NEW YORK — Hundreds of thousands of New Yorkers were told Thursday to pack a bag and prepare to be evacuated as the nation’s biggest city braced for its first hurricane in decades.
Mayor Michael Bloomberg ordered nursing homes and five hospitals in low-lying areas evacuated beginning Friday and said he would order 270,000 other people moved by Saturday if the storm stays on its current path.
Hurricane Irene was on track to make landfall Saturday in North Carolina and then move up the East Coast, reaching the New York area by late Sunday.
Evacuating hundreds of thousands of people would be particularly difficult in New York, where there are about 1.6 million people in Manhattan, many without cars. There are about 6.8 million in the city’s other four boroughs.
Irene rolled toward the Carolinas on Thursday with winds of 115 mph. The storm was expected to weaken after brushing North Carolina’s Outer Banks, but it will still likely be a hurricane when it rumbles toward the Northeast.
Forecasters said passing near Manhattan could lead to a nightmare scenario: shattered glass falling from skyscrapers, flooded subways and seawater coursing through the streets.
In the last 200 years, New York has seen only a few significant hurricanes. In September of 1821, a hurricane raised tides by 13 feet in an hour and flooded all of Manhattan south of Canal Street, the southernmost tip of the city. The area now includes Wall Street and the World Trade Center memorial.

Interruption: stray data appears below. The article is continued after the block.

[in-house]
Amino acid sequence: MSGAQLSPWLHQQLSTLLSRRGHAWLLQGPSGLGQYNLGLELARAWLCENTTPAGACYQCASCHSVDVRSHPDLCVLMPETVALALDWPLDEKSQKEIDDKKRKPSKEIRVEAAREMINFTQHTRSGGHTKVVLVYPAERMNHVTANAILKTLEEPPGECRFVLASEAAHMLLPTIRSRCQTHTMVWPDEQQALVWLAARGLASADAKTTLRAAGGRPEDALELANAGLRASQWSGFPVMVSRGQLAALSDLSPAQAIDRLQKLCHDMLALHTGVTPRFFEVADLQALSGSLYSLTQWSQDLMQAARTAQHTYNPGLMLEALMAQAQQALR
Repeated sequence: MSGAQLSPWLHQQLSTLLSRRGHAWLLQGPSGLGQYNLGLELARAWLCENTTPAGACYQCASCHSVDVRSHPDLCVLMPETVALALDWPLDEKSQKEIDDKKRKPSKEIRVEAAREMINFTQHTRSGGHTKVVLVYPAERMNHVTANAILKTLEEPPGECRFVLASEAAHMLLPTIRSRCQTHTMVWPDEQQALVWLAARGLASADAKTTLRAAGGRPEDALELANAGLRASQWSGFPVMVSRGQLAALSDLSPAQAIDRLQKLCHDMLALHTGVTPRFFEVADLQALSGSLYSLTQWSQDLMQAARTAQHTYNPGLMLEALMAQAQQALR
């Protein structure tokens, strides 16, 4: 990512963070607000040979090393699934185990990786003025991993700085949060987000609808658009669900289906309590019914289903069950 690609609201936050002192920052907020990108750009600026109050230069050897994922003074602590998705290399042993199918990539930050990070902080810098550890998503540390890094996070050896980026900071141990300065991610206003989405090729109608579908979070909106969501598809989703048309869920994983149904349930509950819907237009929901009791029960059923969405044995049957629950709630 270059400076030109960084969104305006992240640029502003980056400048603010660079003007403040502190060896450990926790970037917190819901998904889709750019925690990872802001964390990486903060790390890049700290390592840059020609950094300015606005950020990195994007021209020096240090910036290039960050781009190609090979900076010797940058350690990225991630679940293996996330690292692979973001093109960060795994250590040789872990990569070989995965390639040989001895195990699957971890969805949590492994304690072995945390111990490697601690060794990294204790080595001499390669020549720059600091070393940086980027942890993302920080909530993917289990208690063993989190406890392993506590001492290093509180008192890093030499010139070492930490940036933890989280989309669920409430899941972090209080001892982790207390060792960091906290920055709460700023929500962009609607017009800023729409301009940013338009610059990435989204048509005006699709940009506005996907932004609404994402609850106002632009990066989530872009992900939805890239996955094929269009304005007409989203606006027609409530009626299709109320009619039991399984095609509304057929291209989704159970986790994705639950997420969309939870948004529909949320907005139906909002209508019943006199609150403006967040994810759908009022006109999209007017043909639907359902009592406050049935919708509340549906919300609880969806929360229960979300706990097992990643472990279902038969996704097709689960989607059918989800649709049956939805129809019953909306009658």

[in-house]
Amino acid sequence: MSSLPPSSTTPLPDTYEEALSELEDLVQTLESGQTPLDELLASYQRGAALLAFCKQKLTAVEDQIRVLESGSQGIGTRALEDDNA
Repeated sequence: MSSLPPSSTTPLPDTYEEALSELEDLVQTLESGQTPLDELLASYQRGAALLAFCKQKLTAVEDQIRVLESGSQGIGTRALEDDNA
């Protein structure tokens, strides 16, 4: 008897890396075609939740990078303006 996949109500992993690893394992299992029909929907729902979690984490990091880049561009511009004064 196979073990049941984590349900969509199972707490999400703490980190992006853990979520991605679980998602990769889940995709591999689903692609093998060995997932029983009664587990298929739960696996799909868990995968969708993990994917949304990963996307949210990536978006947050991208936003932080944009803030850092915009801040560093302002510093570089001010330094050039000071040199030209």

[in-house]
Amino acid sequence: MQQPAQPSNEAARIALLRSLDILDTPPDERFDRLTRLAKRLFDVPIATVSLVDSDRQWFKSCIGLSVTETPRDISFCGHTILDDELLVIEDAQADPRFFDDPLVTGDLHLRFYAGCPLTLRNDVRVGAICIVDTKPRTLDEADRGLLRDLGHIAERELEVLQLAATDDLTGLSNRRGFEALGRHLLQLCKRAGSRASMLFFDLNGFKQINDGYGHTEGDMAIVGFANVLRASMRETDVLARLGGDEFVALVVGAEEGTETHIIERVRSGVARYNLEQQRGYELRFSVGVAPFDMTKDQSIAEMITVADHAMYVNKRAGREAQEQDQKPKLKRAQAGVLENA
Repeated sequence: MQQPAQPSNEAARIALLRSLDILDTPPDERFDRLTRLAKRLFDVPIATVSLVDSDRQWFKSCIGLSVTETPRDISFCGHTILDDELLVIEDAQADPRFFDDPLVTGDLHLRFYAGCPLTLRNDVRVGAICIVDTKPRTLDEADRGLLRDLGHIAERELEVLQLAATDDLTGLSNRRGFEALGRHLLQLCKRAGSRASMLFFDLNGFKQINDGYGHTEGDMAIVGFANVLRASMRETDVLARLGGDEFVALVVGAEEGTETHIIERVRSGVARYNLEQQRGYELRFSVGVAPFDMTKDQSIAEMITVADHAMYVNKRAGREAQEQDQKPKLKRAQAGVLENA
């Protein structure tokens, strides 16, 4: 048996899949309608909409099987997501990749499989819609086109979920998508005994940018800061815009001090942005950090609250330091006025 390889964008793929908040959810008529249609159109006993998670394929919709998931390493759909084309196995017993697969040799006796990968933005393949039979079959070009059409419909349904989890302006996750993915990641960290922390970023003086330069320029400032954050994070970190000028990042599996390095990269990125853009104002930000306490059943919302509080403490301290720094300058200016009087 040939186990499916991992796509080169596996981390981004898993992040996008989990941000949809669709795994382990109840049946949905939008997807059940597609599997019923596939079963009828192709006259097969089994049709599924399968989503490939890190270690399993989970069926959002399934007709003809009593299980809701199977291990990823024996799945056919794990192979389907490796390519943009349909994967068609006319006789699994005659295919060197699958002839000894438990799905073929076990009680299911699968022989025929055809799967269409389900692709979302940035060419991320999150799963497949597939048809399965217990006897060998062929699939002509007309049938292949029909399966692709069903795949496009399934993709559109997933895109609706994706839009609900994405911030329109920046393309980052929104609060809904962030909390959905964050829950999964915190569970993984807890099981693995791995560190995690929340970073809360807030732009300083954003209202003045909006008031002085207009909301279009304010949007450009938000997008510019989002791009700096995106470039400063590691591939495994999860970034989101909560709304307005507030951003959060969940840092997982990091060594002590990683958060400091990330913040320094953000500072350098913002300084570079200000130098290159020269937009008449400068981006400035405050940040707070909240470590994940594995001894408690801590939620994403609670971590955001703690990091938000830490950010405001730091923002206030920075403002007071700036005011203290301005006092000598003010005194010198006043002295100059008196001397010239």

In 1938, a storm dubbed the Long Island Express came ashore about 75 miles east of the city on neighboring Long Island and then hit New England, killing 700 people and leaving 63,000 homeless.
Irene is a large storm, with tropical storm-force winds extending nearly 300 miles from its center. And the storm could hit at a time when high tides reach their highest levels, which could amplify flooding. Some experts predict a storm surge of five feet or more. Lower Manhattan could see streets under a few feet of water.
“In many ways, a Category 2 or stronger storm hitting New York is a lot of people’s nightmare, for a number of reasons,” said Susan Cutter, director of the Hazards and Vulnerability Research Institute at the University of South Carolina.
Even if the winds aren’t strong enough to damage buildings made largely of brick, concrete and steel, a lot of New York’s subway system and power lines are underground. The city’s airports are close to the water, too, and could be inundated, as could densely packed neighborhoods. Hospitals were told to make sure generators were ready.
Poised to brush one of the most densely populated parts of the country, Irene could cause billions or even hundreds of billions of dollars in damage, said Kathleen Tierney, director of the Natural Hazards Center at the University of Colorado.
Printed on Friday, August 26, 2011 as: Hurricane Irene preparing New York City for evacuation.